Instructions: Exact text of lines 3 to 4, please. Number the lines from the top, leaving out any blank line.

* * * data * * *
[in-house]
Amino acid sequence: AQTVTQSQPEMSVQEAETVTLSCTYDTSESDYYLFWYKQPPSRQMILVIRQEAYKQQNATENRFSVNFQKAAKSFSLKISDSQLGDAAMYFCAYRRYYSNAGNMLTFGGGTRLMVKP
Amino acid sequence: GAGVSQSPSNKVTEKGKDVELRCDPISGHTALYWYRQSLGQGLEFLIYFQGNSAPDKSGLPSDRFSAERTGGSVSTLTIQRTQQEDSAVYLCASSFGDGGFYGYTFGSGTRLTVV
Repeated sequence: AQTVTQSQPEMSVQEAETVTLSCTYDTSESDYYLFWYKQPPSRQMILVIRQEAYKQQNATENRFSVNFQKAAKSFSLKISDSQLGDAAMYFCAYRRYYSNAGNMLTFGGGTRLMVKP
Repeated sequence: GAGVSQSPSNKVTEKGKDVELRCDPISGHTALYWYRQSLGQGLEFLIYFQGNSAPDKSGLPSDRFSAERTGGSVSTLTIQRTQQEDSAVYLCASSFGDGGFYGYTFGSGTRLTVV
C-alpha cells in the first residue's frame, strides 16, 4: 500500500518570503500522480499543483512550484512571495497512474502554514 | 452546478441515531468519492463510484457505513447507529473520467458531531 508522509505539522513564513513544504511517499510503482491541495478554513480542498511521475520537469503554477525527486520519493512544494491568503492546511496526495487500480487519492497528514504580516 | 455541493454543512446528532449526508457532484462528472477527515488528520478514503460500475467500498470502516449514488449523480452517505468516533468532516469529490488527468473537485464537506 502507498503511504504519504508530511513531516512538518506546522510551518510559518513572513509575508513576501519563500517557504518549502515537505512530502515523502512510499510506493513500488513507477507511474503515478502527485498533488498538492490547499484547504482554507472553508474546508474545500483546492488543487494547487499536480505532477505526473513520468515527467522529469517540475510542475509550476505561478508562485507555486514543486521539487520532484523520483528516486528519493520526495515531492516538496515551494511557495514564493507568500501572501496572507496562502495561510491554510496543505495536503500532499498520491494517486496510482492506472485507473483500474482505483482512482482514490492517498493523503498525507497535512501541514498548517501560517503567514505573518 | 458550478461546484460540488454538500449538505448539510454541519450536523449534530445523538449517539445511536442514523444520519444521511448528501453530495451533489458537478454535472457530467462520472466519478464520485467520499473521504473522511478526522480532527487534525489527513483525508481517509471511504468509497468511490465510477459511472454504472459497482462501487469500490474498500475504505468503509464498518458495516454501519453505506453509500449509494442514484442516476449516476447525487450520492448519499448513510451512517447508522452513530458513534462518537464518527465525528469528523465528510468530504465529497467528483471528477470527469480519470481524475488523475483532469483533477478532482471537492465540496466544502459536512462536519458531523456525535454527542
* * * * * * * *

Amino acid sequence: GAGVSQSPSNKVTEKGKDVELRCDPISGHTALYWYRQSLGQGLEFLIYFQGNSAPDKSGLPSDRFSAERTGGSVSTLTIQRTQQEDSAVYLCASSFGDGGFYGYTFGSGTRLTVV
Repeated sequence: AQTVTQSQPEMSVQEAETVTLSCTYDTSESDYYLFWYKQPPSRQMILVIRQEAYKQQNATENRFSVNFQKAAKSFSLKISDSQLGDAAMYFCAYRRYYSNAGNMLTFGGGTRLMVKP